October 11, 2014

H2O Blog Tour: Author Interview

Welcome to my stop on the blog tour for H2O by Virginia Bergin! Today I have a fantastic author interview to share with you!!

H2O (The Rain #1)
Author: Virginia Bergin
Genre: YA Science Fiction/Dystopia
Release Date: October 7, 2014
Publisher: Sourcebooks Fire


It's in the rain...and just one drop will kill you.

They don't believe it at first. Crowded in Zach's kitchen, Ruby and the rest of the partygoers laugh at Zach's parents' frenzied push to get them all inside as it starts to drizzle. But then the radio comes on with the warning, "It's in the rain! It's fatal, it's contagious, and there's no cure."

Two weeks later, Ruby is alone. Anyone who's been touched by rain or washed their hands with tap water is dead. The only drinkable water is quickly running out. Ruby's only chance for survival is a treacherous hike across the country to find her father-if he's even still alive.


1. What inspired you to write H2O?

The simplest explanation is that I read an article in New Scientist magazine, I wrote a (not-very-good) screenplay, then turned it into a novel after a teen friend gave me a copy of The Hunger Games . . . but WHY I did that is a different story of inspiration. When I read Suzanne Collins’ novel I couldn’t put it down. It reminded me what it was like to get totally, deeply lost in a story – and of how I’d read when I was a kid, gobbling books whole, devouring the entire science fiction shelf at my local library. I want to do that, I thought. I want to write a story for the sheer love of story-telling. I want to write a story - from the heart - that I wouldn’t have been able to put down. Who knows, maybe other people will feel the same way?

2. Did you do any special research for the book?

You have to know that I am the world’s laziest researcher. I’m hopeless at studying things in depth. (I’ll just do a quick search at the library or flick about on the internet and think, Yeah – got it!). So to begin with I didn’t do much research at all (Yeah - got it!) and just concentrated on the story. I mean, it’s fiction – right? – so who is going to care about whether the science is realistic?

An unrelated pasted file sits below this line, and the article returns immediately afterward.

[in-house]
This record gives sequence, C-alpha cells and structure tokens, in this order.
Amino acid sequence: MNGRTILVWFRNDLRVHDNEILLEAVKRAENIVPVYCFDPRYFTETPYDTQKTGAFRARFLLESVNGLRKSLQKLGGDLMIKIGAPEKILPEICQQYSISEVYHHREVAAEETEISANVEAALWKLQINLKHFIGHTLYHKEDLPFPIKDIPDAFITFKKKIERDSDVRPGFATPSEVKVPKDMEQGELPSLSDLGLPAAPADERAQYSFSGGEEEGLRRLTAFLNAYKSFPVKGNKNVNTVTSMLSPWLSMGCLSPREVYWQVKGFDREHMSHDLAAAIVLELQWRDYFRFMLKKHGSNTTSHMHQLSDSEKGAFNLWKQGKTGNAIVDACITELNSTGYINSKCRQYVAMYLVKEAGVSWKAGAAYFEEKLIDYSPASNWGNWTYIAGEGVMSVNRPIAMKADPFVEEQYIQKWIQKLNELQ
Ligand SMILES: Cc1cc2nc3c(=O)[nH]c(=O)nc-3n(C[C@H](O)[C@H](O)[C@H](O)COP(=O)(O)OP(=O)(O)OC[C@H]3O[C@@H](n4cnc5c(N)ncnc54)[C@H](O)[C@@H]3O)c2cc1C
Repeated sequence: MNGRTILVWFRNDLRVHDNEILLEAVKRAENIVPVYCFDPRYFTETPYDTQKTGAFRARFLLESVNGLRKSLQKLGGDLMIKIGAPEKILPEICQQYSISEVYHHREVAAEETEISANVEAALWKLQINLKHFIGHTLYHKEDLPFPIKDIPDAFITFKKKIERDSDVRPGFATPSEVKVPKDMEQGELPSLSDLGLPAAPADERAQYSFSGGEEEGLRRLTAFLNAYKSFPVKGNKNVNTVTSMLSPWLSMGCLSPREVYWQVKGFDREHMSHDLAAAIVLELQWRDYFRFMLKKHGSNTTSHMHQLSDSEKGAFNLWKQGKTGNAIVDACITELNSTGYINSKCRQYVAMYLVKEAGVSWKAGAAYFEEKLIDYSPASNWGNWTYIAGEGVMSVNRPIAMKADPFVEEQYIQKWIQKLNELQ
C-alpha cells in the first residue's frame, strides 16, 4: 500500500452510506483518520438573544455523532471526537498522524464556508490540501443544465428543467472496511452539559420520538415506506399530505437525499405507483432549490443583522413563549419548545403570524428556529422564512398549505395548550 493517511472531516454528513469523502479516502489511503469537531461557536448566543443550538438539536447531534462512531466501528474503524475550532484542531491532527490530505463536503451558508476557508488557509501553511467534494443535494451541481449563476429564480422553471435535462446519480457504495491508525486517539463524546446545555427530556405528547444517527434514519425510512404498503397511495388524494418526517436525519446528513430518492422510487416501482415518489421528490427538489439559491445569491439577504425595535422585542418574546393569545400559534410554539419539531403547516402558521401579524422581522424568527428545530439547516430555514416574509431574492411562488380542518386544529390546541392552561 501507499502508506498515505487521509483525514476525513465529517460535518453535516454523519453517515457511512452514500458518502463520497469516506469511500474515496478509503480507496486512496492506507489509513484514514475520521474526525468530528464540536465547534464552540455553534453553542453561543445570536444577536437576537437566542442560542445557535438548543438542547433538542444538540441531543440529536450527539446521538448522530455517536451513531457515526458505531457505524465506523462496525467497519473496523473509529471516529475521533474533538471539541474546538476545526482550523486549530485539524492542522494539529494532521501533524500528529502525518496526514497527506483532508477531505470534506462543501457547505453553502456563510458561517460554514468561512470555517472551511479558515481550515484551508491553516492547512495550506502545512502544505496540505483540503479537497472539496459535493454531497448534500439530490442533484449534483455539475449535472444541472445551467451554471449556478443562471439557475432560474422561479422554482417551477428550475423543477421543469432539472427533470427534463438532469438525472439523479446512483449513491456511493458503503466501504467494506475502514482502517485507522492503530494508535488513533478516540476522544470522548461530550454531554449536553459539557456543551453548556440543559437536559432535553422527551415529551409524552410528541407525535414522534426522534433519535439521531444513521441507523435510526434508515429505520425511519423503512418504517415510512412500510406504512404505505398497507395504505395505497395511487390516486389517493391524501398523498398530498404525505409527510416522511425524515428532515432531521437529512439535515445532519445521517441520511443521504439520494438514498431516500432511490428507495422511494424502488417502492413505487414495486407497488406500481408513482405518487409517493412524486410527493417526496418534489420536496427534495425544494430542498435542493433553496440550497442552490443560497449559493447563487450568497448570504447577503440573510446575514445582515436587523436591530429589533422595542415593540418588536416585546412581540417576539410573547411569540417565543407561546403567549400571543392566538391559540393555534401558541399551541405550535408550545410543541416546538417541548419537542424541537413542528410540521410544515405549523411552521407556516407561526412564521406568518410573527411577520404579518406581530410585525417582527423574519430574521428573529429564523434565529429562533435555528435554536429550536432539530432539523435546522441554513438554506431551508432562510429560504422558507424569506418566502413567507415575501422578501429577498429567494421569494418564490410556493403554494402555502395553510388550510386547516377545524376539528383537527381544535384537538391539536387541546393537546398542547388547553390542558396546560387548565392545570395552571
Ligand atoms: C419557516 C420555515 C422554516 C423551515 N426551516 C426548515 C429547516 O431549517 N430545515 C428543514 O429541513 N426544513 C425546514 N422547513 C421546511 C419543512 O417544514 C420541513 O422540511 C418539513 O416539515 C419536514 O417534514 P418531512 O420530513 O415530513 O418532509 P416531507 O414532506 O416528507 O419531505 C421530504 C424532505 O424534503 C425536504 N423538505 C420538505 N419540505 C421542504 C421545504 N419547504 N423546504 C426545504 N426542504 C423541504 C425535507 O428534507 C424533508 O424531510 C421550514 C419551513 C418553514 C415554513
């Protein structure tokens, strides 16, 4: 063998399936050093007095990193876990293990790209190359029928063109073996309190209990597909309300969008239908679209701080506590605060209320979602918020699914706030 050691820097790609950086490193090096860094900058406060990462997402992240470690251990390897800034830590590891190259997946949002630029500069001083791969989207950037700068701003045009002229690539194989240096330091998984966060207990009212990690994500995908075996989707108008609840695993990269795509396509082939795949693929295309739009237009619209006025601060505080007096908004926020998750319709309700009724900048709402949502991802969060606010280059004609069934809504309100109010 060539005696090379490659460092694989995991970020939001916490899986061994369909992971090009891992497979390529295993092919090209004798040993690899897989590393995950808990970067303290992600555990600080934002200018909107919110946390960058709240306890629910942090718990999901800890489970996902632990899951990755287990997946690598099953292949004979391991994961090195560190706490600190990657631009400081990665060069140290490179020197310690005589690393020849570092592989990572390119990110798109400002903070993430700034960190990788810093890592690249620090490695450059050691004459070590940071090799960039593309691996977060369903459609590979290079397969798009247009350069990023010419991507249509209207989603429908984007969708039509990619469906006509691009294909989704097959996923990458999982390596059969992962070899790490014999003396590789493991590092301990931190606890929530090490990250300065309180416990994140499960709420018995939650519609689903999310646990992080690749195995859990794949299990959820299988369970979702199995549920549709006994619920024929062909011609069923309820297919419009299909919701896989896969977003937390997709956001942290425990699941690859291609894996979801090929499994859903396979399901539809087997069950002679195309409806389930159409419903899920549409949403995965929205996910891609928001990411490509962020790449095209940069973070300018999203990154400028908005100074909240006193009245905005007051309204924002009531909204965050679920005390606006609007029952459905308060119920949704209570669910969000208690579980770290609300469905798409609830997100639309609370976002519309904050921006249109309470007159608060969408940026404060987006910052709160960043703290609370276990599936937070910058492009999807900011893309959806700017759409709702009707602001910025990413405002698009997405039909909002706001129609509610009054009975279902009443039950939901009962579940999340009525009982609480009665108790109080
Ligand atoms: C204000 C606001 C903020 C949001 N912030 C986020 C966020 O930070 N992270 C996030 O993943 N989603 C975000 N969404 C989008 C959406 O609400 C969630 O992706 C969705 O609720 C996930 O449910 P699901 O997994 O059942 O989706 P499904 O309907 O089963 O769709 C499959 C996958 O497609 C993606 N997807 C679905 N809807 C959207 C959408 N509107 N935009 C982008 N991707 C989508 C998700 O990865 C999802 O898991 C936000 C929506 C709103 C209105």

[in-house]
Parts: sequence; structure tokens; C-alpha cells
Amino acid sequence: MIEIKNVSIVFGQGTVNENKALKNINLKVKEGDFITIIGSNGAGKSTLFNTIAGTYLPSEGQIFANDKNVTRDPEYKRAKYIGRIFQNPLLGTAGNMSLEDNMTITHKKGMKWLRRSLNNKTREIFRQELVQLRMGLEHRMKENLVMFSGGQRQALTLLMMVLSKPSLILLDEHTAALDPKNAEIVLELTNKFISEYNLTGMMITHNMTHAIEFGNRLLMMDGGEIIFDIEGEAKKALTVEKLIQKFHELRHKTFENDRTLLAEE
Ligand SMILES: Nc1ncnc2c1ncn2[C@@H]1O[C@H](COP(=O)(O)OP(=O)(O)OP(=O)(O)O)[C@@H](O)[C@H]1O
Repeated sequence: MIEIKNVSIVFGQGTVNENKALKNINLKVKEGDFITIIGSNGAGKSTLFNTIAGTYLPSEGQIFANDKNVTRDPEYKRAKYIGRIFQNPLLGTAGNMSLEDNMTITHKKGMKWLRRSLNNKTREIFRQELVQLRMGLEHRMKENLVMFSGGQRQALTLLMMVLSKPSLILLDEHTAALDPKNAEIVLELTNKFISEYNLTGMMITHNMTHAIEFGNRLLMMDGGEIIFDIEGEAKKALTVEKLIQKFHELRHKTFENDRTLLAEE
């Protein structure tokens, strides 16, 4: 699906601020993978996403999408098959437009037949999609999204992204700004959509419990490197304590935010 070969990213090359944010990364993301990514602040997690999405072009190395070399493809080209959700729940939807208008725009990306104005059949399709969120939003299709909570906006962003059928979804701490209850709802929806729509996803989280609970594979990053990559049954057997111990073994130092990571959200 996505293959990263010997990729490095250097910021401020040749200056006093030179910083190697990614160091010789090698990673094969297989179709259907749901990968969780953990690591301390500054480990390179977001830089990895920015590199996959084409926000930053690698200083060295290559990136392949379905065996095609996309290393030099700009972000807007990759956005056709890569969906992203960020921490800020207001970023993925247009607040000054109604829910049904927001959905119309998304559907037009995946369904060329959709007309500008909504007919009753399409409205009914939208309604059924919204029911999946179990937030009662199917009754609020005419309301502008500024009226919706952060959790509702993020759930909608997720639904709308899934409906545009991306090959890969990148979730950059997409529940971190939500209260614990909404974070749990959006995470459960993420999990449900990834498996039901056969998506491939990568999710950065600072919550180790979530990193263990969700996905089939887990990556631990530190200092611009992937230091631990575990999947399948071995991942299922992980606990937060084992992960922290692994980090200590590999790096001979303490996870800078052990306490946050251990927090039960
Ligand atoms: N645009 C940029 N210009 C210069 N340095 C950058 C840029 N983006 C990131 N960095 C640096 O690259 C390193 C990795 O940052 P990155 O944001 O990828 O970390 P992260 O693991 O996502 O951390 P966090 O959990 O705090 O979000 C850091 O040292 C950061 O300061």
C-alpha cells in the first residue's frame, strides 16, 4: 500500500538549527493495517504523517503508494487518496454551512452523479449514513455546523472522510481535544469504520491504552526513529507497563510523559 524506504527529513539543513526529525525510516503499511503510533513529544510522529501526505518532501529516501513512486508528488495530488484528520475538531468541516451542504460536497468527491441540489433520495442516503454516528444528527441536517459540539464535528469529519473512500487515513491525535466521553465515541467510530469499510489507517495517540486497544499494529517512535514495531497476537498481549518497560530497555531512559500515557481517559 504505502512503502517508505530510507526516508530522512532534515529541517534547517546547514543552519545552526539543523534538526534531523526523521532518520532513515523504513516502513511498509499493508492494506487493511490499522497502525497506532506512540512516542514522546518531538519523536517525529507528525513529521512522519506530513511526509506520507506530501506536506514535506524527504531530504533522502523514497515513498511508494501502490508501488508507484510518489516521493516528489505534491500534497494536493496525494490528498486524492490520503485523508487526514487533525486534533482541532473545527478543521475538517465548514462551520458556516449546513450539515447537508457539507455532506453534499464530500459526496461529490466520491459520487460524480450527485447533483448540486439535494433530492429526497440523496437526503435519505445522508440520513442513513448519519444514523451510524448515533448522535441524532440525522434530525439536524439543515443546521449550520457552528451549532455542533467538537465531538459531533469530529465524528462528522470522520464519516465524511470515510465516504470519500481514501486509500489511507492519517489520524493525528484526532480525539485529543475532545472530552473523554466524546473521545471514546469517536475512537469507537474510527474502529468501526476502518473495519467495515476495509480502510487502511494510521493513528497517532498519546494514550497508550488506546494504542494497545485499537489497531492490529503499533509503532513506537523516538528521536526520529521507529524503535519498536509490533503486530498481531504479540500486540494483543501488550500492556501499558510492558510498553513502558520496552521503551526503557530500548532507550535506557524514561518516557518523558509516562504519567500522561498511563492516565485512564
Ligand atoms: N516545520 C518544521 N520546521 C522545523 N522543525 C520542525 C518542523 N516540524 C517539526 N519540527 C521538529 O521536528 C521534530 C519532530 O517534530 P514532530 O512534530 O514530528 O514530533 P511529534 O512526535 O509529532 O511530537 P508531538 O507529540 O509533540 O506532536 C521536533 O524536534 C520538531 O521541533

I realised I did care. I realised the story would be much more powerful and interesting if there was proper science at the heart of it. So I went back to the library and the internet and studied microbiology and diseases and invented a whole, biologically realistic model for the bacterium from space . . . and then I realised I needed to check it. I was lucky enough to find two scientists who were willing to help, and I will never forget sitting in a cafĂ© in Bristol going bright red and um-ing and ah-ing and er-ing as I described Ruby’s story to a world-class microbiologist with a PhD.

3. Do you have any quirky writing rituals or habits?

Not really! I write straight onto the computer: I sit down and I stay sitting down until it’s done (very unhealthy). Because I’ve done other sorts of writing to earn a living (eg TV documentaries) I’m used to really tight deadlines that mean you just HAVE to get on with it, no choice . . . but that also means trying to get everything right first time because you might not have enough time to have a second go at it. The result of that is . . . I drive myself crazy when I write fiction. Instead of working at it in a sensible way, just getting a first draft down as quickly as possible then coming back to it, I find it really hard to move onto the next sentence if I think the last one wasn’t right.